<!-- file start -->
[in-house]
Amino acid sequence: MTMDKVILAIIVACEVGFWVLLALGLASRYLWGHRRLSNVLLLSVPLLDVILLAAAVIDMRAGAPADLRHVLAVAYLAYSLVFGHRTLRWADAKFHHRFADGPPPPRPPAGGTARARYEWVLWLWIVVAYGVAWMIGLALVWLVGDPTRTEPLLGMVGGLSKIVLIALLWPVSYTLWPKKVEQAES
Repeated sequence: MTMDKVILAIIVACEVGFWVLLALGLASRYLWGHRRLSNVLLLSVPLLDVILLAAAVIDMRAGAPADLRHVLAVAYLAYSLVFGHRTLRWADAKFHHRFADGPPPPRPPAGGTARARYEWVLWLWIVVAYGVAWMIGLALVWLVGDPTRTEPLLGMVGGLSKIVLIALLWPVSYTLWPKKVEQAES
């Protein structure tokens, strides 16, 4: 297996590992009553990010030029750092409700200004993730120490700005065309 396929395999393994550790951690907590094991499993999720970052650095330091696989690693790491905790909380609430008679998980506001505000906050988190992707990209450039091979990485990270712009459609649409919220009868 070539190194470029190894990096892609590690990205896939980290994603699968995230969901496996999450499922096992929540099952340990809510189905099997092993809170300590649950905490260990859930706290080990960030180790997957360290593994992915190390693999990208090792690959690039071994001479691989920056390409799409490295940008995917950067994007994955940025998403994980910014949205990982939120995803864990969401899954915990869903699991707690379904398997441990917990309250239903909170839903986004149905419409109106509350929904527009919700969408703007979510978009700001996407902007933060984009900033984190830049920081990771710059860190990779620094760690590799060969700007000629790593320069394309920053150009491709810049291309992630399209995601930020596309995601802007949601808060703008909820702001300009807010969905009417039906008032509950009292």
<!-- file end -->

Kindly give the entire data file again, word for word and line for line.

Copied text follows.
[in-house]
Amino acid sequence: MTMDKVILAIIVACEVGFWVLLALGLASRYLWGHRRLSNVLLLSVPLLDVILLAAAVIDMRAGAPADLRHVLAVAYLAYSLVFGHRTLRWADAKFHHRFADGPPPPRPPAGGTARARYEWVLWLWIVVAYGVAWMIGLALVWLVGDPTRTEPLLGMVGGLSKIVLIALLWPVSYTLWPKKVEQAES
Repeated sequence: MTMDKVILAIIVACEVGFWVLLALGLASRYLWGHRRLSNVLLLSVPLLDVILLAAAVIDMRAGAPADLRHVLAVAYLAYSLVFGHRTLRWADAKFHHRFADGPPPPRPPAGGTARARYEWVLWLWIVVAYGVAWMIGLALVWLVGDPTRTEPLLGMVGGLSKIVLIALLWPVSYTLWPKKVEQAES
């Protein structure tokens, strides 16, 4: 297996590992009553990010030029750092409700200004993730120490700005065309 396929395999393994550790951690907590094991499993999720970052650095330091696989690693790491905790909380609430008679998980506001505000906050988190992707990209450039091979990485990270712009459609649409919220009868 070539190194470029190894990096892609590690990205896939980290994603699968995230969901496996999450499922096992929540099952340990809510189905099997092993809170300590649950905490260990859930706290080990960030180790997957360290593994992915190390693999990208090792690959690039071994001479691989920056390409799409490295940008995917950067994007994955940025998403994980910014949205990982939120995803864990969401899954915990869903699991707690379904398997441990917990309250239903909170839903986004149905419409109106509350929904527009919700969408703007979510978009700001996407902007933060984009900033984190830049920081990771710059860190990779620094760690590799060969700007000629790593320069394309920053150009491709810049291309992630399209995601930020596309995601802007949601808060703008909820702001300009807010969905009417039906008032509950009292």